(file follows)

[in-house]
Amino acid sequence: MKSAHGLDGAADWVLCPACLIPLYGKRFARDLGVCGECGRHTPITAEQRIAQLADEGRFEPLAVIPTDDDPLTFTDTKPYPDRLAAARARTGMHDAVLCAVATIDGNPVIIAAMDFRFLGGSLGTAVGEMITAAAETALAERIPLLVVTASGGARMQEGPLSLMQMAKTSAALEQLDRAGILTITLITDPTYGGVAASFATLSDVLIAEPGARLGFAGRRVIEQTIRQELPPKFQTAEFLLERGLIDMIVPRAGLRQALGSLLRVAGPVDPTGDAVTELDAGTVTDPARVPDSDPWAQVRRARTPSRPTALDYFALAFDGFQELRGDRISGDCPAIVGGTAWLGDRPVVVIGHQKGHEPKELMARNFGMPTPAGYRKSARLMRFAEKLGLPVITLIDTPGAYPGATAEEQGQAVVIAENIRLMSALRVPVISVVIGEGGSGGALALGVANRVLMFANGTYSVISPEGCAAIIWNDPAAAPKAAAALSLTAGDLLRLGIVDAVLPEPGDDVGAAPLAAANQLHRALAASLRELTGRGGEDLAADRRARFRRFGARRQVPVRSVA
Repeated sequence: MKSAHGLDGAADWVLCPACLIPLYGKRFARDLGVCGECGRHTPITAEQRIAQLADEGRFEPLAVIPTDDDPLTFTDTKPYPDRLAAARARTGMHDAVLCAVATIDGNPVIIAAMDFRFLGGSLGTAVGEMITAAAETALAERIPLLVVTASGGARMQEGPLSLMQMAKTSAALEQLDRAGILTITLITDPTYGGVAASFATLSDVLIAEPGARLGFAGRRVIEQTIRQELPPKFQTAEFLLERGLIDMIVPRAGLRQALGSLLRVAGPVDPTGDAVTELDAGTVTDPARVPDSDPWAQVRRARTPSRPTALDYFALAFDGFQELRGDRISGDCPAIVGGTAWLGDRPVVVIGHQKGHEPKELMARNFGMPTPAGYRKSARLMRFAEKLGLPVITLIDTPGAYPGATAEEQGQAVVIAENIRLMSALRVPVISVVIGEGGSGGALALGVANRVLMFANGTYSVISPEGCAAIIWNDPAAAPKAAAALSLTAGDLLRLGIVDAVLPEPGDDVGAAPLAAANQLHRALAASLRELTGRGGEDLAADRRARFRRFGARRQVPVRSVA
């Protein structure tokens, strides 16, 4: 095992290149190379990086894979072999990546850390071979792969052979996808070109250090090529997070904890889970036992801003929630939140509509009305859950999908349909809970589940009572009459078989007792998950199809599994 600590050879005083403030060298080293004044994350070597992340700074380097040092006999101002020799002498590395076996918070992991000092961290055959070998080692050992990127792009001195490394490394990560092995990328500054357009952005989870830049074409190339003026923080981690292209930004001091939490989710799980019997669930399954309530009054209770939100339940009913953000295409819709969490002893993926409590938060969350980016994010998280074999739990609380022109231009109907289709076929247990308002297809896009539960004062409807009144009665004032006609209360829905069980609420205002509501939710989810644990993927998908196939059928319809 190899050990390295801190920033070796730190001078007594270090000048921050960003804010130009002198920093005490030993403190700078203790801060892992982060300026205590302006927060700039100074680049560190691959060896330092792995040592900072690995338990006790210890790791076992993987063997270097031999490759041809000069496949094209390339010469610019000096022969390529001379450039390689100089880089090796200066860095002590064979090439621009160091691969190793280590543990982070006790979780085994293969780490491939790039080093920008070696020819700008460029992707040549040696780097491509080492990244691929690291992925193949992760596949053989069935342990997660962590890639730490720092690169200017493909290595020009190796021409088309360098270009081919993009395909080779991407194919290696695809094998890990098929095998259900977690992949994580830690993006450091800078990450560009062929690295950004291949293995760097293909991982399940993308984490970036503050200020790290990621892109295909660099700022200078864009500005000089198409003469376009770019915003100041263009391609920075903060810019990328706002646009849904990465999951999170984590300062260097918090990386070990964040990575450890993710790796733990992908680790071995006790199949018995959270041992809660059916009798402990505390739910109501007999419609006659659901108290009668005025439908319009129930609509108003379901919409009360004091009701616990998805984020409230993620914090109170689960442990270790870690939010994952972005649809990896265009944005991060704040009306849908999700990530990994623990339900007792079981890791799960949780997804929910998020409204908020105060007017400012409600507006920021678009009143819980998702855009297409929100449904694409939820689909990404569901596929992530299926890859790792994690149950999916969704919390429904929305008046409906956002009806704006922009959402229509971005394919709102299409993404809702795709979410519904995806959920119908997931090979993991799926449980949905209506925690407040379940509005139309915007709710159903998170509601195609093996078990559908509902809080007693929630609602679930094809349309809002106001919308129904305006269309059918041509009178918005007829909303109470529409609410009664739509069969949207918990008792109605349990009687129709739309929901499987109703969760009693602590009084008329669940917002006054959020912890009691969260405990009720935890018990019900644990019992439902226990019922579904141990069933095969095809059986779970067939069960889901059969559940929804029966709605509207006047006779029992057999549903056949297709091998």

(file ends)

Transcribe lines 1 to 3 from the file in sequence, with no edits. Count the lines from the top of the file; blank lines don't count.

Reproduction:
[in-house]
Amino acid sequence: MKSAHGLDGAADWVLCPACLIPLYGKRFARDLGVCGECGRHTPITAEQRIAQLADEGRFEPLAVIPTDDDPLTFTDTKPYPDRLAAARARTGMHDAVLCAVATIDGNPVIIAAMDFRFLGGSLGTAVGEMITAAAETALAERIPLLVVTASGGARMQEGPLSLMQMAKTSAALEQLDRAGILTITLITDPTYGGVAASFATLSDVLIAEPGARLGFAGRRVIEQTIRQELPPKFQTAEFLLERGLIDMIVPRAGLRQALGSLLRVAGPVDPTGDAVTELDAGTVTDPARVPDSDPWAQVRRARTPSRPTALDYFALAFDGFQELRGDRISGDCPAIVGGTAWLGDRPVVVIGHQKGHEPKELMARNFGMPTPAGYRKSARLMRFAEKLGLPVITLIDTPGAYPGATAEEQGQAVVIAENIRLMSALRVPVISVVIGEGGSGGALALGVANRVLMFANGTYSVISPEGCAAIIWNDPAAAPKAAAALSLTAGDLLRLGIVDAVLPEPGDDVGAAPLAAANQLHRALAASLRELTGRGGEDLAADRRARFRRFGARRQVPVRSVA
Repeated sequence: MKSAHGLDGAADWVLCPACLIPLYGKRFARDLGVCGECGRHTPITAEQRIAQLADEGRFEPLAVIPTDDDPLTFTDTKPYPDRLAAARARTGMHDAVLCAVATIDGNPVIIAAMDFRFLGGSLGTAVGEMITAAAETALAERIPLLVVTASGGARMQEGPLSLMQMAKTSAALEQLDRAGILTITLITDPTYGGVAASFATLSDVLIAEPGARLGFAGRRVIEQTIRQELPPKFQTAEFLLERGLIDMIVPRAGLRQALGSLLRVAGPVDPTGDAVTELDAGTVTDPARVPDSDPWAQVRRARTPSRPTALDYFALAFDGFQELRGDRISGDCPAIVGGTAWLGDRPVVVIGHQKGHEPKELMARNFGMPTPAGYRKSARLMRFAEKLGLPVITLIDTPGAYPGATAEEQGQAVVIAENIRLMSALRVPVISVVIGEGGSGGALALGVANRVLMFANGTYSVISPEGCAAIIWNDPAAAPKAAAALSLTAGDLLRLGIVDAVLPEPGDDVGAAPLAAANQLHRALAASLRELTGRGGEDLAADRRARFRRFGARRQVPVRSVA